While I am young, I think I still have gained quite a lot of ex­pe­ri­ence

“You have to have a lot of re­spect for that po­si­tion but you also need to work with con­fi­dence gained over the years. I think the most im­por­tant is just be­ing a hu­man be­ing. I re­spect ev­ery­one, work hard, and if you fail — ev­ery­one fails! — get up, learn from your fail­ure and try again and try to do it much bet­ter. That’s ba­si­cally the key.

“For me it is im­por­tant to en­cour­age the team, be it the Audi In­dia team, or the Audi team in the deal­er­ships. I think it’s im­por­tant to give them mo­ti­va­tion, be a role model for them. Audi has been per­ceived as a young brand in In­dia and that has of course helped me in get­ting into this role and even liv­ing this role. Our av­er­age cus­tomer is 37 years old — ac­tu­ally younger than me so it gives an op­por­tu­nity to un­der­stand bet­ter what they are look­ing for.”

I had bosses that believed in me

“I joined Audi in 2004. I started with sales con­trol­ling as a pric­ing con­sul­tant. Ba­si­cally look­ing at the po­si­tion­ing of Audi

in dif­fer­ent mar­kets. Started with smaller mar­kets and ended with big­ger ones such as Italy. Ba­si­cally how you price these cars and max­imise profit of each car for Audi glob­ally.

“I had dif­fer­ent bosses that gave me dif­fer­ent op­por­tu­ni­ties to prove my­self, chal­lenge my­self, and at the same time also give me the re­spon­si­bil­ity and em­pow­er­ment to prove that I was worth it. Of course, some­times you have to be at the right place at the right time. Like in this role [head of Audi In­dia], they were look­ing for some­one who had ex­pe­ri­ence across var­i­ous sales chan­nels, whether it is af­ter sales, dealer de­vel­op­ment or sales. And for­tu­nately I had all of them. Of course I had also worked in In­dia. So I was the cho­sen lucky one and I was very happy about that, but you don’t have to be a genius. I think it’s more about work­ing hard and be­ing hum­ble.”

It's all Bol­ly­wood, I love that

“I was born and raised in Ger­many, but at the same time I've grown up with Amitabh Bachan movies like Don, Sho­lay. All of those movies I've watched ba­si­cally at home and picked up those di­a­logues, played with my brother. So I think I have that blood in me and when­ever I lis­ten to In­dian mu­sic, it feels good. Feels like home.”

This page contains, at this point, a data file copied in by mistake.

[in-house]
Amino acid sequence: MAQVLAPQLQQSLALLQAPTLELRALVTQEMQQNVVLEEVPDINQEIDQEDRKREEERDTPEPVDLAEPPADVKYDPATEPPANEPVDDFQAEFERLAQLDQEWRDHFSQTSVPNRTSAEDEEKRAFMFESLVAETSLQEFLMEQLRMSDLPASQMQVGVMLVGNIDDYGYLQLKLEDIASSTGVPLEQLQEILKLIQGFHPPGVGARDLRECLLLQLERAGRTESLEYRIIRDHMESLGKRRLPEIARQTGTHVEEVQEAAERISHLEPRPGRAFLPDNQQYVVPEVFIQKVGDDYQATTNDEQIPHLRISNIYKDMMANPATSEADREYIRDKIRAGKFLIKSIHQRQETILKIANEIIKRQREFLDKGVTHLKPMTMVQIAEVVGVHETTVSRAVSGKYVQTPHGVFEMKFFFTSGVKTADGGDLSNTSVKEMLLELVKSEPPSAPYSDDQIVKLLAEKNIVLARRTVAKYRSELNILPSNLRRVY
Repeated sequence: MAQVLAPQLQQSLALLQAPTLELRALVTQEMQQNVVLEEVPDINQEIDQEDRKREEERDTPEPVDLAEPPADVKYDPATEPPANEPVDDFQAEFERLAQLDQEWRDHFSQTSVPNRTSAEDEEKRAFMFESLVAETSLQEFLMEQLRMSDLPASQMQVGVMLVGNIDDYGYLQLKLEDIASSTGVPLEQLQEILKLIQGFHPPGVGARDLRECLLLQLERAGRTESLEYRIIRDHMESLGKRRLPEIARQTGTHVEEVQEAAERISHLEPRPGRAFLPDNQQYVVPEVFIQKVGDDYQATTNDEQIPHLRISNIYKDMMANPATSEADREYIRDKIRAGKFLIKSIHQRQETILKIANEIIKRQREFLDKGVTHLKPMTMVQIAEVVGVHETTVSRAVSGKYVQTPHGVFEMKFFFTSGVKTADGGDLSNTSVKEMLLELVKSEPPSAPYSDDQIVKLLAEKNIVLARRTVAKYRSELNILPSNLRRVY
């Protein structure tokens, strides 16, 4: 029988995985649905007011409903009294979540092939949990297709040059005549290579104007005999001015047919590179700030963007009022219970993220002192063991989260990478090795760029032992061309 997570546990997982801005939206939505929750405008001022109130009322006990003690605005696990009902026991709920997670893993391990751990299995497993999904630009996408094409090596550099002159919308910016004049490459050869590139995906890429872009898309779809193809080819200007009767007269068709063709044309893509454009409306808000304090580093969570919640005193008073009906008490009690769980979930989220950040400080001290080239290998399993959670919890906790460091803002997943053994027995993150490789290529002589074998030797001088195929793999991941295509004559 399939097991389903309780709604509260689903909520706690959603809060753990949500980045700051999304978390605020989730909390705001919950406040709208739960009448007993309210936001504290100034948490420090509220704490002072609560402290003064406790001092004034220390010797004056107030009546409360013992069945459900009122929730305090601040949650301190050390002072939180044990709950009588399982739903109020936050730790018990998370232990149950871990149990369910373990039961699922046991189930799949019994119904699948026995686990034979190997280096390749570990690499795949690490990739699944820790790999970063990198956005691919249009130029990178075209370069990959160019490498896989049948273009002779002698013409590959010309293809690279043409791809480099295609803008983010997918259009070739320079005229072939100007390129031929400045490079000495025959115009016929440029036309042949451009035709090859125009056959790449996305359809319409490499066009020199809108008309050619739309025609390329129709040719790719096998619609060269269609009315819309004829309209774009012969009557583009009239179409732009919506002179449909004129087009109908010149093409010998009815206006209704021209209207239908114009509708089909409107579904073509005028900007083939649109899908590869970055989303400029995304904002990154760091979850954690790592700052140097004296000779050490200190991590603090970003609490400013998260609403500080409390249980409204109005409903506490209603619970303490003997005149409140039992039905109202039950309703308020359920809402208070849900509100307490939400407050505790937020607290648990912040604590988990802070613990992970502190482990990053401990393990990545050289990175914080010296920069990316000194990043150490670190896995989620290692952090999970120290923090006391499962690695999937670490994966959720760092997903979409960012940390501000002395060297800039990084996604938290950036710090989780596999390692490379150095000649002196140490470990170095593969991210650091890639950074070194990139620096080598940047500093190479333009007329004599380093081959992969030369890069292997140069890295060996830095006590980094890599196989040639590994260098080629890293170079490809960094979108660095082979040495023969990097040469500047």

I've al­ways liked fash­ion

“I worked with Hugo boss and I also wrote my Mas­ters' th­e­sis with them. I've al­ways liked to cre­ate my own style. This job gave me an op­por­tu­nity to live the brand the way I would want to live it be­cause I think it's young, dy­namic, pro­gres­sive and you should be just your­self. Peo­ple say clothes de­fine you, de­fine your personalit­y. I think to a cer­tain ex­tent it's right be­cause that's where I am at.

“I have my favourite sneaker brands. I like Louis Vuit­ton, Gucci, but at the same time I also have re­ally nice pairs of Nike or Adi­das in my wardrobe. It's a mix­ture of ev­ery­thing. I think hu­man be­ings are some­times very ha­bit­ual and some­times I re­alise that in my­self when it comes to clothes, ex­cept for sneak­ers.

I learned to be more patient

“Could you have done this dif­fer­ently? I think you al­ways ask your­self this through­out your whole jour­ney. It's good if you do this be­cause it shows that you are re­flec­tive, that you think about what can you learn from your past. But at the same time it's also im­por­tant that you learn from it and you iden­tify ex­actly what were the things that you could have done dif­fer­ently and that you learn from them.

“I'm very patient with a cou­ple of devel­op­ments. But some­times you just need to have an early es­ca­la­tion or quick stop. There’s that ex­pres­sion, it's bet­ter to chop off the fin­ger than to have to drop off your en­tire arm. It's not in a neg­a­tive sense. I think it's pos­i­tive that you learn from those things.”

If the day had 48 hours, that would still not be enough “I think it's good that you have a lot of ideas and that you want to do more, but at the same time I have to also say you need to take rest and take time away from work and rest and fo­cus on your pri­vate life with fam­ily and friends and get out a lit­tle bit, for­get about work.



Above: Ed­i­tor Sirish with Rahil at the Audi In­dia HQ in Mum­bai

Above: Rahil's fi­nal me­dia en­gage­ment was un­veil­ing the new dig­i­tal show­room and also the AR and VR-en­abled buy­ing ex­pe­ri­ence